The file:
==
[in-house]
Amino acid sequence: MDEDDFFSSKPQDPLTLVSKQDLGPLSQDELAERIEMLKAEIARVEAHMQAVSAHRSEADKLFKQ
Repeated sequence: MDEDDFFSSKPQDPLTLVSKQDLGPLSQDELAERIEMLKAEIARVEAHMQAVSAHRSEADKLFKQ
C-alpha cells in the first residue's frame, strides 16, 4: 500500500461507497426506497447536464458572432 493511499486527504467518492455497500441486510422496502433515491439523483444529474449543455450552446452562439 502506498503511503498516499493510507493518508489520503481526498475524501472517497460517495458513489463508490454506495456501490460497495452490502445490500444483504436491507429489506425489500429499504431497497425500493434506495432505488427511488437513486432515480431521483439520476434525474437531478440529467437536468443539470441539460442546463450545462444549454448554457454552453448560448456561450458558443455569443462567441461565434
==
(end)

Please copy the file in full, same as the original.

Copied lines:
[in-house]
Amino acid sequence: MDEDDFFSSKPQDPLTLVSKQDLGPLSQDELAERIEMLKAEIARVEAHMQAVSAHRSEADKLFKQ
Repeated sequence: MDEDDFFSSKPQDPLTLVSKQDLGPLSQDELAERIEMLKAEIARVEAHMQAVSAHRSEADKLFKQ
C-alpha cells in the first residue's frame, strides 16, 4: 500500500461507497426506497447536464458572432 493511499486527504467518492455497500441486510422496502433515491439523483444529474449543455450552446452562439 502506498503511503498516499493510507493518508489520503481526498475524501472517497460517495458513489463508490454506495456501490460497495452490502445490500444483504436491507429489506425489500429499504431497497425500493434506495432505488427511488437513486432515480431521483439520476434525474437531478440529467437536468443539470441539460442546463450545462444549454448554457454552453448560448456561450458558443455569443462567441461565434